Posts Tagged fonts

Typeface Tuesday – Free Party Fonts

This Tuesday brings you fancy free fonts to enjoy via A Subtle Revelry.

Click here to redirect to their page to download.


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Ten Dollar Fonts

Ten Dollar Fonts is a host sight created to increase visibility & exposure for up & coming designers.
They currently have a (growing) collection of 24 fonts for sale at – you guessed it – 10 dollars a piece. Of those 24, we were pleasantly surprised to find that we actually liked quite a few…
You can check them out yourself at

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Mac OS X Lion (10.7) Compatibility


We are working hard to update all of our software products for Apple’s newly released version of Mac OS X (v. 10.7, called Lion)

Over the next few days we will announce the updates as they become available and will be offered as free updates to our existing customers.

All of our test show that there are no major issues with any of our existing products running on Lion. Most of the problems we’ve seen so far are related to then user interface (window refreshes, controls not drawing correctly, etc.)

If you have any questions or concerns about any of our products then please feel free to contact us here.




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Mac OS X Font Update

Apple recently announced an update (Mac OS X 10.6.7) that fixes known problems related to OpenType fonts.

We are recommending that this update be downloaded and installed by all users.

More information here

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Evolution of Corporate Logos

Inc. Magazine recently posted this cool review of how popular corporate logos have changed over the years.


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Type of Personality

Handwriting is as distinctive as a fingerprint, and a lot more telling. Graphologists believe the personality is subtly transmitted via the written word.

Of course, in the internet age, fewer and fewer people communicate via pen and paper, choosing instead to put down their thoughts in electronic media – and that usually involve typography in some form.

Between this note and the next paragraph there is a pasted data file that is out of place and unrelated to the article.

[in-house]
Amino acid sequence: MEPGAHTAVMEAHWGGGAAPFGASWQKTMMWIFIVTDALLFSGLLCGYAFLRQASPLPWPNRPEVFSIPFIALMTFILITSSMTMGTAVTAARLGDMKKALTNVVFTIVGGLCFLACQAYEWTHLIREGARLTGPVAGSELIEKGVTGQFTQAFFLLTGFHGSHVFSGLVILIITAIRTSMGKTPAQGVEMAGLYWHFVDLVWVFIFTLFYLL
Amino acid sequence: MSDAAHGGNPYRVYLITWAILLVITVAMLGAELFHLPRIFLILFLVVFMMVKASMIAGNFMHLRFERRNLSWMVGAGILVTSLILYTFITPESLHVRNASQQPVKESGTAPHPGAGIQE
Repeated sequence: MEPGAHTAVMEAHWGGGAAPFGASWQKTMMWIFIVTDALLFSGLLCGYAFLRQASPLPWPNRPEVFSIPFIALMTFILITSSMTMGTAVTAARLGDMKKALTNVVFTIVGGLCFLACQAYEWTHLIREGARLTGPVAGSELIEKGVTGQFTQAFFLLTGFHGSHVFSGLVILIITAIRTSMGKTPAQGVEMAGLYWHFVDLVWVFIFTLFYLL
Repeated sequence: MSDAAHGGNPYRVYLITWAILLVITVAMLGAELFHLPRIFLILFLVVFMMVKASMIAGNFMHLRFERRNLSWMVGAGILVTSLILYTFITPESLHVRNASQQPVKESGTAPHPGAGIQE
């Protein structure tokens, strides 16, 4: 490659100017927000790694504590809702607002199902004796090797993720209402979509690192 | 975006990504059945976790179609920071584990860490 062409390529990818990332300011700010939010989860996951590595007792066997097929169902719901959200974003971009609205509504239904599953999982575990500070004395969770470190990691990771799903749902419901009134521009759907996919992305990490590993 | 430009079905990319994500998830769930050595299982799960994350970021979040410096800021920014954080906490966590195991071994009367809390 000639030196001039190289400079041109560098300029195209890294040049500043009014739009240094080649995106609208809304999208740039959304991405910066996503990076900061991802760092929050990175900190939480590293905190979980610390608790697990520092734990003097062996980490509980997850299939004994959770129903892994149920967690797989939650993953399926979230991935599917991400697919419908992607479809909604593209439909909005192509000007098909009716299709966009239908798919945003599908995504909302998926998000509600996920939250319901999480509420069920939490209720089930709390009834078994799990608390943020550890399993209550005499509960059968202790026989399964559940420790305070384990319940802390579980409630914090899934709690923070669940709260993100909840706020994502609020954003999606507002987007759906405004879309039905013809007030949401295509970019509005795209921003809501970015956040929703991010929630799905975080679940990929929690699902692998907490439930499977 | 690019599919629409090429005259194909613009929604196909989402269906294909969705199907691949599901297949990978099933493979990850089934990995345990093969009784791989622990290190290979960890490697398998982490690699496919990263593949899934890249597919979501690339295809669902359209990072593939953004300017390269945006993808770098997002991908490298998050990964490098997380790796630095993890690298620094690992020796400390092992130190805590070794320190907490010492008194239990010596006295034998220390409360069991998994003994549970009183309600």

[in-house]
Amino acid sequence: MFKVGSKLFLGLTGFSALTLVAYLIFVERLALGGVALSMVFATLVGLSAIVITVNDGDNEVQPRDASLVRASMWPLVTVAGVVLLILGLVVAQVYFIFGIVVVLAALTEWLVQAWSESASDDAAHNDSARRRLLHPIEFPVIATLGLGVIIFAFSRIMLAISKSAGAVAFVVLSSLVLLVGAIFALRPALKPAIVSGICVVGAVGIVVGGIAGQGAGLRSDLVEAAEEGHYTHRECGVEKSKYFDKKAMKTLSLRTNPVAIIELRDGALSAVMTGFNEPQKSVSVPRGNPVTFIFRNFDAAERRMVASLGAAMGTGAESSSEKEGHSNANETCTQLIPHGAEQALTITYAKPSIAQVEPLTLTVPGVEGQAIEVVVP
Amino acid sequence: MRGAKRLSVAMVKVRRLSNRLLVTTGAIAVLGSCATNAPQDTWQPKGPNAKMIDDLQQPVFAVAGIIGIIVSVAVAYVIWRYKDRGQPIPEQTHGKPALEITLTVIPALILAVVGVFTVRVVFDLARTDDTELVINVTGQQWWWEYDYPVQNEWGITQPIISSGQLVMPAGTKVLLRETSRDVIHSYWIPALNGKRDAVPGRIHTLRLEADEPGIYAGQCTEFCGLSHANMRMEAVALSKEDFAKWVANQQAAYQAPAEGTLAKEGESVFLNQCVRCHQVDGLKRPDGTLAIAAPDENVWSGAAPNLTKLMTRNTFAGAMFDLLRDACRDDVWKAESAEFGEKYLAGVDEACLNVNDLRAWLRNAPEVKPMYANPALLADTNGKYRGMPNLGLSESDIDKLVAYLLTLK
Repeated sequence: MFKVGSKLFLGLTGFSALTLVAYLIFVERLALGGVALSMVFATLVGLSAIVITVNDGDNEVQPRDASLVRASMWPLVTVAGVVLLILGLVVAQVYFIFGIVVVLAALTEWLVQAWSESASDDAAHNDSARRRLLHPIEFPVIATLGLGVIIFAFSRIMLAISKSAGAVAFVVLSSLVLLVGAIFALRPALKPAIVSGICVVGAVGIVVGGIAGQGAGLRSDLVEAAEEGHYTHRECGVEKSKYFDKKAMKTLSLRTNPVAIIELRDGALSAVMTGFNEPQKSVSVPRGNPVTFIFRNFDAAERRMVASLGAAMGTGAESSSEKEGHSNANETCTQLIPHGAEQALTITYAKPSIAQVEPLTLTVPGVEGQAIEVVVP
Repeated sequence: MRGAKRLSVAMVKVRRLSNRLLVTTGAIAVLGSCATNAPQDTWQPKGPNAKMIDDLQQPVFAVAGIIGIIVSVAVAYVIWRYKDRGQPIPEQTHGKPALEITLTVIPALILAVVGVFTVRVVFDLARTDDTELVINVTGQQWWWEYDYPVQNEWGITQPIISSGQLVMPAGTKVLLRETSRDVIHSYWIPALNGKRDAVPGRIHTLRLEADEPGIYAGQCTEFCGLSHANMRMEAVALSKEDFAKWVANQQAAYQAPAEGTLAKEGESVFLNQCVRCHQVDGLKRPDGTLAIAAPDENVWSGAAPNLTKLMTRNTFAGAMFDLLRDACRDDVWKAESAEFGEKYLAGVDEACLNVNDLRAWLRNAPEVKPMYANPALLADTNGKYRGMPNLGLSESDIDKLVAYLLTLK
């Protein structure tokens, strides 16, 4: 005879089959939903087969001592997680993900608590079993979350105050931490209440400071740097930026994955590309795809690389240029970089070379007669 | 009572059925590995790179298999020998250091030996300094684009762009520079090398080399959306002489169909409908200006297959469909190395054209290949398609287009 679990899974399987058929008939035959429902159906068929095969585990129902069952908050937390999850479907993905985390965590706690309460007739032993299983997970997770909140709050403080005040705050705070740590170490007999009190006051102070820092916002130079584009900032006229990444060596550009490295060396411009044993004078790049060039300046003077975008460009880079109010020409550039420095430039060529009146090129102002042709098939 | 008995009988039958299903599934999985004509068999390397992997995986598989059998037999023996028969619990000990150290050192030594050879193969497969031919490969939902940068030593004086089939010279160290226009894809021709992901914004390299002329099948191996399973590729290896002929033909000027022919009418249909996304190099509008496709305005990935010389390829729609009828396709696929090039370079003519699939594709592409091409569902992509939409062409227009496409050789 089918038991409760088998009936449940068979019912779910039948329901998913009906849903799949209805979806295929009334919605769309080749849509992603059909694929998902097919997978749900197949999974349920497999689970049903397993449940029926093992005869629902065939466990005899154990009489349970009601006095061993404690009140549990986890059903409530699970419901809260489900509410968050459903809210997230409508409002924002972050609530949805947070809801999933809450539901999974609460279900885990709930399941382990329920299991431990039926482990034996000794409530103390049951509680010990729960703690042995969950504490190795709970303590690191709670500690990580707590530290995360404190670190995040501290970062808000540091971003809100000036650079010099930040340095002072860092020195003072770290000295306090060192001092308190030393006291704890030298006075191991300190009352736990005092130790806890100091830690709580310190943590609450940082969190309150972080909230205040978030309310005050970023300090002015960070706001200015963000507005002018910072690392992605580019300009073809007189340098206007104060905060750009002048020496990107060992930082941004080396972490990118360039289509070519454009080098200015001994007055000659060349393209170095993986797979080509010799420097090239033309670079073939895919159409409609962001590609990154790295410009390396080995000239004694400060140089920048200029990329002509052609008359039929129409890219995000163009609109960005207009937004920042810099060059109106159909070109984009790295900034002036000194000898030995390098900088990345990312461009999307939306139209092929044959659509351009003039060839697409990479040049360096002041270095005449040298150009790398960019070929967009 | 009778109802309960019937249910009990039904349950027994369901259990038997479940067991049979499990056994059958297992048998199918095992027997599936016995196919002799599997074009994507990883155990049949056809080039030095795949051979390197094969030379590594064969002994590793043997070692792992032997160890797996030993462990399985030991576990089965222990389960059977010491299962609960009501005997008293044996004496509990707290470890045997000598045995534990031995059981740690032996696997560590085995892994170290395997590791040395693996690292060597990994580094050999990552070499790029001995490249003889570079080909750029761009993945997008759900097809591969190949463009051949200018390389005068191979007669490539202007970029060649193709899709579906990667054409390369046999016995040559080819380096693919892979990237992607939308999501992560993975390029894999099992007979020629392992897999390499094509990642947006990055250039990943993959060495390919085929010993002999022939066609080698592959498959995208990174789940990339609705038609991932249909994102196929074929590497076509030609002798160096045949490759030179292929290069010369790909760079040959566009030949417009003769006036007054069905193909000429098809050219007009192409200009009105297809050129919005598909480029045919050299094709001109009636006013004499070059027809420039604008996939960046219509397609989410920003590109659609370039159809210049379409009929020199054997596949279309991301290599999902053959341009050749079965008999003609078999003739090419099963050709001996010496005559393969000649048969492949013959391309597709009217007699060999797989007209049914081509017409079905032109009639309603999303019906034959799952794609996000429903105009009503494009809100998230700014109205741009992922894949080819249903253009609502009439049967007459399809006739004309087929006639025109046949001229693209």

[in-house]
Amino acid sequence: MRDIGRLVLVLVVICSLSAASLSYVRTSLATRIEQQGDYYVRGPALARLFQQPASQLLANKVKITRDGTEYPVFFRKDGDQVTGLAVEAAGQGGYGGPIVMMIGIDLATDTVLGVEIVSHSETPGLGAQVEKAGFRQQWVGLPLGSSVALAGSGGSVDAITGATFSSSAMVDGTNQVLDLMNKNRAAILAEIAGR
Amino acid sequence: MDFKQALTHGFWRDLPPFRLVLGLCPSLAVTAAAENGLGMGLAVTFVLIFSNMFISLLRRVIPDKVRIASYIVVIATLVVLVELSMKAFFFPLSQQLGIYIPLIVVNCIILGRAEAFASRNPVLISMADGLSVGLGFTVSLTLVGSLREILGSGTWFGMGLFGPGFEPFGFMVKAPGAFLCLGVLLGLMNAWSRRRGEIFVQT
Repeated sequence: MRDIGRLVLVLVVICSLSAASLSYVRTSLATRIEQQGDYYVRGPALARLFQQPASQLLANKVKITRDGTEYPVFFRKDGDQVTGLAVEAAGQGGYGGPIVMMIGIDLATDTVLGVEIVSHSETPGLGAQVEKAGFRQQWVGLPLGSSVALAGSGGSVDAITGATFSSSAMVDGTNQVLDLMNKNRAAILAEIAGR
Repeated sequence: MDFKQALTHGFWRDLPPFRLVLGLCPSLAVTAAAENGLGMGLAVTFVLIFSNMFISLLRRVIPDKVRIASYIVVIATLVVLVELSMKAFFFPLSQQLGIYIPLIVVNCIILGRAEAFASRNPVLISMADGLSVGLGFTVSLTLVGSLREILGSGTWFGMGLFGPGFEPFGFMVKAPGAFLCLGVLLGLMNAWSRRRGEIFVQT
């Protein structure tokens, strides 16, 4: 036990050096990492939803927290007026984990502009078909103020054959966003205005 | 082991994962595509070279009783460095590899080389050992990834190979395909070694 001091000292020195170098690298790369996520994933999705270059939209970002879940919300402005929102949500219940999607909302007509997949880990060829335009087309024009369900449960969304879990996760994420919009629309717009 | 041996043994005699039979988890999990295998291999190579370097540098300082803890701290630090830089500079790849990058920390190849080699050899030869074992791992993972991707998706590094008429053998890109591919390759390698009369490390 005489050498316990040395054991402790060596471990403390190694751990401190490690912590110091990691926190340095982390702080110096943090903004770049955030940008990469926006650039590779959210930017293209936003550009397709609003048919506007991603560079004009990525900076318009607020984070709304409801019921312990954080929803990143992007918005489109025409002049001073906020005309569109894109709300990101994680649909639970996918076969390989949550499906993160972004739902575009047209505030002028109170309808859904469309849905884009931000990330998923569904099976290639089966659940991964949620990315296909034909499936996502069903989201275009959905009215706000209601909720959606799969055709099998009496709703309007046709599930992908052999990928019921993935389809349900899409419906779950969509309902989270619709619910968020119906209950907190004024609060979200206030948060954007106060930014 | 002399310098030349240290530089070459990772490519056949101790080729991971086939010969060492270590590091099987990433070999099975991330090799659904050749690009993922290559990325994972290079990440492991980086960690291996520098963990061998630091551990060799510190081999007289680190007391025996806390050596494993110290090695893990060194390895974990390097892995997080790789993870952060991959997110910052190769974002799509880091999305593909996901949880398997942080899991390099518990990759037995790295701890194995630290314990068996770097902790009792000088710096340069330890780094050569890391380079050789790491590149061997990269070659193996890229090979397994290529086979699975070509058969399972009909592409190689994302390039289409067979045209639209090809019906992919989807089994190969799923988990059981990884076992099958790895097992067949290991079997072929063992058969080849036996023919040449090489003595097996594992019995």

It would be interesting to study the relationship between the individual and a particular font they’ve chosen. Of course, many companies already understand how much is communicated through typography. Consider your experience when logging onto a site using sophisticated Bank Gothic over folksy Chalkboard.

Does this visual language drive more business to the site, or detract from it? Is the business credible, or a hack job wanna-be?.

Designers know the importance of typography to successful marketing and brand identity. Creating a distinctive look is critical, but ensuring that the company’s look is consistent with its products and services is even more important.

What are your favorite ways to convey a company with sophistication? That promises security? Which deals in creativity?


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Typecasting at Apple

With huge spikes in iPhone and iPad sales, developers and designers are naturally concerned about the lack of typography these devices afford. When the much anticipated iPad was launched in April 2010, we were dismayed to find only a few font options. And while they’ve come a long way in a short time, if these devices are going to accommodate the creative expectations of designers and consumers, they’re going to have to step up their iOS font support.

It’s curious that a visually oriented company like Apple offers such anemic font control on these devices. Function trumps form, and while the company’s intention to keep tight control over its interface is understandable, it is also a bit disappointing. Creatives flock to Apple for its easy interface, its intuitive design, its streamlined structure.

Unfortunately, developers and designers aren’t able to fully capitalize on these functions because of limited choices. It’s a bit like being admitted to Disneyworld, and then being told you can only use the kiddy rides. What’s the point of having an innovative and powerful device that limits your viewing experience?

This contest between device and web design is an interesting one. Can creatives – Apple’s primary customer base – learn to be happy with the limitations? Or will the company be forced to expand its iOS font technologies?

Typography is critical to the user’s experience. Over time, technological breakthroughs in deliverable typefaces will be a game-changer, forcing even the most powerful mobile providers to give their customers an added measure of freedom. It’s just a matter of time.

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Gap redesigns their logo

Gap has quietly redesigned their logo, and the new look is sure to generate opinons. Mark Sinclair reviews the new design on the blog.

What do you think?

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Interior Design and Typography

Here’s a post from with great ideas for using typography in your home or office space. Cool ideas.

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QuickTips: Converting to OpenType

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